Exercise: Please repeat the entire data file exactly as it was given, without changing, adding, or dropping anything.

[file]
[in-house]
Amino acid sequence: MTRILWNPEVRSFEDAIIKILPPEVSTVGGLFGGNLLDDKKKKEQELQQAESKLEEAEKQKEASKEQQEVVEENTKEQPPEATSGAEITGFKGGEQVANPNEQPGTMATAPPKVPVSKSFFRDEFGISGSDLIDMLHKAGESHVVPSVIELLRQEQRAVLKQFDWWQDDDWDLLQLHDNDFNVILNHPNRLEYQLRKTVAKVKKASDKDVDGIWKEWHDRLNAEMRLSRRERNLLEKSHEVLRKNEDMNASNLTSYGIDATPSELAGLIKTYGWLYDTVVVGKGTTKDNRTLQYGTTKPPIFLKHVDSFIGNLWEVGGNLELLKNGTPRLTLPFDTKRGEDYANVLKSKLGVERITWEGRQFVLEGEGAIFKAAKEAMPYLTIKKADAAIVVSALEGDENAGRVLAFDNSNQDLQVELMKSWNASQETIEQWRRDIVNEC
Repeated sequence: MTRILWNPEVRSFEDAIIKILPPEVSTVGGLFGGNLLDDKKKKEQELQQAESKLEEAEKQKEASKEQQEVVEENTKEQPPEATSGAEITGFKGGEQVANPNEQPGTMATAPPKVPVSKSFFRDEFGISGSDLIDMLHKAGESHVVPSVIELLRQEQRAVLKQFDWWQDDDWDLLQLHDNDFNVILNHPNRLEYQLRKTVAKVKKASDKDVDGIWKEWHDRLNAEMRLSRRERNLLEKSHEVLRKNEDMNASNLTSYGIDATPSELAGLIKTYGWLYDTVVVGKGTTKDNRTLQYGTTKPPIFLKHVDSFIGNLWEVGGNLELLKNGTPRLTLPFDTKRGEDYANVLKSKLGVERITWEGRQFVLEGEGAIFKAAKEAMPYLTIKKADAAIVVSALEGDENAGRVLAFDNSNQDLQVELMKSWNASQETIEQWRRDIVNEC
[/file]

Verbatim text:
[in-house]
Amino acid sequence: MTRILWNPEVRSFEDAIIKILPPEVSTVGGLFGGNLLDDKKKKEQELQQAESKLEEAEKQKEASKEQQEVVEENTKEQPPEATSGAEITGFKGGEQVANPNEQPGTMATAPPKVPVSKSFFRDEFGISGSDLIDMLHKAGESHVVPSVIELLRQEQRAVLKQFDWWQDDDWDLLQLHDNDFNVILNHPNRLEYQLRKTVAKVKKASDKDVDGIWKEWHDRLNAEMRLSRRERNLLEKSHEVLRKNEDMNASNLTSYGIDATPSELAGLIKTYGWLYDTVVVGKGTTKDNRTLQYGTTKPPIFLKHVDSFIGNLWEVGGNLELLKNGTPRLTLPFDTKRGEDYANVLKSKLGVERITWEGRQFVLEGEGAIFKAAKEAMPYLTIKKADAAIVVSALEGDENAGRVLAFDNSNQDLQVELMKSWNASQETIEQWRRDIVNEC
Repeated sequence: MTRILWNPEVRSFEDAIIKILPPEVSTVGGLFGGNLLDDKKKKEQELQQAESKLEEAEKQKEASKEQQEVVEENTKEQPPEATSGAEITGFKGGEQVANPNEQPGTMATAPPKVPVSKSFFRDEFGISGSDLIDMLHKAGESHVVPSVIELLRQEQRAVLKQFDWWQDDDWDLLQLHDNDFNVILNHPNRLEYQLRKTVAKVKKASDKDVDGIWKEWHDRLNAEMRLSRRERNLLEKSHEVLRKNEDMNASNLTSYGIDATPSELAGLIKTYGWLYDTVVVGKGTTKDNRTLQYGTTKPPIFLKHVDSFIGNLWEVGGNLELLKNGTPRLTLPFDTKRGEDYANVLKSKLGVERITWEGRQFVLEGEGAIFKAAKEAMPYLTIKKADAAIVVSALEGDENAGRVLAFDNSNQDLQVELMKSWNASQETIEQWRRDIVNEC